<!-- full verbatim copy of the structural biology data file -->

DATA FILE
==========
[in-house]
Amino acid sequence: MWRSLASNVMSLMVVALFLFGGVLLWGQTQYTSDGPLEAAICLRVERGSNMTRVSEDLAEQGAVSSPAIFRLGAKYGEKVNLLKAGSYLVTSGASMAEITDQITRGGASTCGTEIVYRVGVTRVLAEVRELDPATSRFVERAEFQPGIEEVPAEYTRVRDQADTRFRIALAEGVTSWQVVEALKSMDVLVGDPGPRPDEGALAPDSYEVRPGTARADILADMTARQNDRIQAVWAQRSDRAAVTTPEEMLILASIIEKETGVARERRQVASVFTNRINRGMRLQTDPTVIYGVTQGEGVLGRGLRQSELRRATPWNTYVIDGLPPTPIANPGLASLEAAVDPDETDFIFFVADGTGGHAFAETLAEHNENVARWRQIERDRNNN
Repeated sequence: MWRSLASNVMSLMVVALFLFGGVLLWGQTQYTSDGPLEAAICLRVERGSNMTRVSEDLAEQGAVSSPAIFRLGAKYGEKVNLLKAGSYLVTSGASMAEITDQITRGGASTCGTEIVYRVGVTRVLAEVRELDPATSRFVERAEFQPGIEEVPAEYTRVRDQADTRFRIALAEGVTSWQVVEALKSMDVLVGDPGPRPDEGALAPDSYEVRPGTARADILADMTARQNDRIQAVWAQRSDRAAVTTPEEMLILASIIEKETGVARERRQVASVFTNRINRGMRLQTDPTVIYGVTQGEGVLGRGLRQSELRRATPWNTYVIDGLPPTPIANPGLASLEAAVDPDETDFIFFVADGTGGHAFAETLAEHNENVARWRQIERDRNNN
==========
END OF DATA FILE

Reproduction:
[in-house]
Amino acid sequence: MWRSLASNVMSLMVVALFLFGGVLLWGQTQYTSDGPLEAAICLRVERGSNMTRVSEDLAEQGAVSSPAIFRLGAKYGEKVNLLKAGSYLVTSGASMAEITDQITRGGASTCGTEIVYRVGVTRVLAEVRELDPATSRFVERAEFQPGIEEVPAEYTRVRDQADTRFRIALAEGVTSWQVVEALKSMDVLVGDPGPRPDEGALAPDSYEVRPGTARADILADMTARQNDRIQAVWAQRSDRAAVTTPEEMLILASIIEKETGVARERRQVASVFTNRINRGMRLQTDPTVIYGVTQGEGVLGRGLRQSELRRATPWNTYVIDGLPPTPIANPGLASLEAAVDPDETDFIFFVADGTGGHAFAETLAEHNENVARWRQIERDRNNN
Repeated sequence: MWRSLASNVMSLMVVALFLFGGVLLWGQTQYTSDGPLEAAICLRVERGSNMTRVSEDLAEQGAVSSPAIFRLGAKYGEKVNLLKAGSYLVTSGASMAEITDQITRGGASTCGTEIVYRVGVTRVLAEVRELDPATSRFVERAEFQPGIEEVPAEYTRVRDQADTRFRIALAEGVTSWQVVEALKSMDVLVGDPGPRPDEGALAPDSYEVRPGTARADILADMTARQNDRIQAVWAQRSDRAAVTTPEEMLILASIIEKETGVARERRQVASVFTNRINRGMRLQTDPTVIYGVTQGEGVLGRGLRQSELRRATPWNTYVIDGLPPTPIANPGLASLEAAVDPDETDFIFFVADGTGGHAFAETLAEHNENVARWRQIERDRNNN